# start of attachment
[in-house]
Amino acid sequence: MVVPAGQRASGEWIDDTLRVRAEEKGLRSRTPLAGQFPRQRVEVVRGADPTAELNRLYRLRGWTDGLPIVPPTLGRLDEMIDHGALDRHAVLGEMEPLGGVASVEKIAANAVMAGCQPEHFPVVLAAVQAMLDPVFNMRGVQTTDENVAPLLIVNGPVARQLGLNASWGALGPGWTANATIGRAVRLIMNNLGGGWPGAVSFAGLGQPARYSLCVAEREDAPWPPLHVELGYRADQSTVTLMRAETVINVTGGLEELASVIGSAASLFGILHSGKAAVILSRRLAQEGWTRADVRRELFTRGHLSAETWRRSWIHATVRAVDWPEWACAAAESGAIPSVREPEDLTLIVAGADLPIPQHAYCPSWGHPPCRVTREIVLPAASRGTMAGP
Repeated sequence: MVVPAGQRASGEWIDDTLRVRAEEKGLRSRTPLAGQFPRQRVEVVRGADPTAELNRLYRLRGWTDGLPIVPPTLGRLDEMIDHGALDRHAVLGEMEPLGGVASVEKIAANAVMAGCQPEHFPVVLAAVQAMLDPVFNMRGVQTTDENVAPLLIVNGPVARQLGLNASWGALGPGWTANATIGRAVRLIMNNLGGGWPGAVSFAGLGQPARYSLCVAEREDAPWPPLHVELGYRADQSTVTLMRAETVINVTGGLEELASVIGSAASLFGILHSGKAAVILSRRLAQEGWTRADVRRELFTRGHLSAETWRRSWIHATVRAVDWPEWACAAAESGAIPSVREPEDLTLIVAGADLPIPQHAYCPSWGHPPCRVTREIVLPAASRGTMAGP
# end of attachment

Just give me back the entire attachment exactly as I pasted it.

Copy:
[in-house]
Amino acid sequence: MVVPAGQRASGEWIDDTLRVRAEEKGLRSRTPLAGQFPRQRVEVVRGADPTAELNRLYRLRGWTDGLPIVPPTLGRLDEMIDHGALDRHAVLGEMEPLGGVASVEKIAANAVMAGCQPEHFPVVLAAVQAMLDPVFNMRGVQTTDENVAPLLIVNGPVARQLGLNASWGALGPGWTANATIGRAVRLIMNNLGGGWPGAVSFAGLGQPARYSLCVAEREDAPWPPLHVELGYRADQSTVTLMRAETVINVTGGLEELASVIGSAASLFGILHSGKAAVILSRRLAQEGWTRADVRRELFTRGHLSAETWRRSWIHATVRAVDWPEWACAAAESGAIPSVREPEDLTLIVAGADLPIPQHAYCPSWGHPPCRVTREIVLPAASRGTMAGP
Repeated sequence: MVVPAGQRASGEWIDDTLRVRAEEKGLRSRTPLAGQFPRQRVEVVRGADPTAELNRLYRLRGWTDGLPIVPPTLGRLDEMIDHGALDRHAVLGEMEPLGGVASVEKIAANAVMAGCQPEHFPVVLAAVQAMLDPVFNMRGVQTTDENVAPLLIVNGPVARQLGLNASWGALGPGWTANATIGRAVRLIMNNLGGGWPGAVSFAGLGQPARYSLCVAEREDAPWPPLHVELGYRADQSTVTLMRAETVINVTGGLEELASVIGSAASLFGILHSGKAAVILSRRLAQEGWTRADVRRELFTRGHLSAETWRRSWIHATVRAVDWPEWACAAAESGAIPSVREPEDLTLIVAGADLPIPQHAYCPSWGHPPCRVTREIVLPAASRGTMAGP